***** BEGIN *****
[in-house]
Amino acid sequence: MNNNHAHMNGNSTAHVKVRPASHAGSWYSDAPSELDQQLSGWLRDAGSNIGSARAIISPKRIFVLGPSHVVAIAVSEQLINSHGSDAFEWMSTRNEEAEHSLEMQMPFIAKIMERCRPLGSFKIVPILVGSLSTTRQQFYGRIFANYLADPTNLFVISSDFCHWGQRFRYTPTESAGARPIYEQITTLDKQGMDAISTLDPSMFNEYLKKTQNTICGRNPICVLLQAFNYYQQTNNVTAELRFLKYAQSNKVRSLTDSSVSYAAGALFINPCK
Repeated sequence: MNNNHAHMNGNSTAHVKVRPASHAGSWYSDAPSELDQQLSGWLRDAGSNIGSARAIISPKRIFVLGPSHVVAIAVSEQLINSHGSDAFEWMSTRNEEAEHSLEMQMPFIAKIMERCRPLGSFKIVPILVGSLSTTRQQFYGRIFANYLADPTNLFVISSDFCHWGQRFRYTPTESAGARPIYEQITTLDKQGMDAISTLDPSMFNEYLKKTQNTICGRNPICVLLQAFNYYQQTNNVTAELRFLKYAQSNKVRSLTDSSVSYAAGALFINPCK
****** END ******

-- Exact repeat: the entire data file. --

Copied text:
[in-house]
Amino acid sequence: MNNNHAHMNGNSTAHVKVRPASHAGSWYSDAPSELDQQLSGWLRDAGSNIGSARAIISPKRIFVLGPSHVVAIAVSEQLINSHGSDAFEWMSTRNEEAEHSLEMQMPFIAKIMERCRPLGSFKIVPILVGSLSTTRQQFYGRIFANYLADPTNLFVISSDFCHWGQRFRYTPTESAGARPIYEQITTLDKQGMDAISTLDPSMFNEYLKKTQNTICGRNPICVLLQAFNYYQQTNNVTAELRFLKYAQSNKVRSLTDSSVSYAAGALFINPCK
Repeated sequence: MNNNHAHMNGNSTAHVKVRPASHAGSWYSDAPSELDQQLSGWLRDAGSNIGSARAIISPKRIFVLGPSHVVAIAVSEQLINSHGSDAFEWMSTRNEEAEHSLEMQMPFIAKIMERCRPLGSFKIVPILVGSLSTTRQQFYGRIFANYLADPTNLFVISSDFCHWGQRFRYTPTESAGARPIYEQITTLDKQGMDAISTLDPSMFNEYLKKTQNTICGRNPICVLLQAFNYYQQTNNVTAELRFLKYAQSNKVRSLTDSSVSYAAGALFINPCK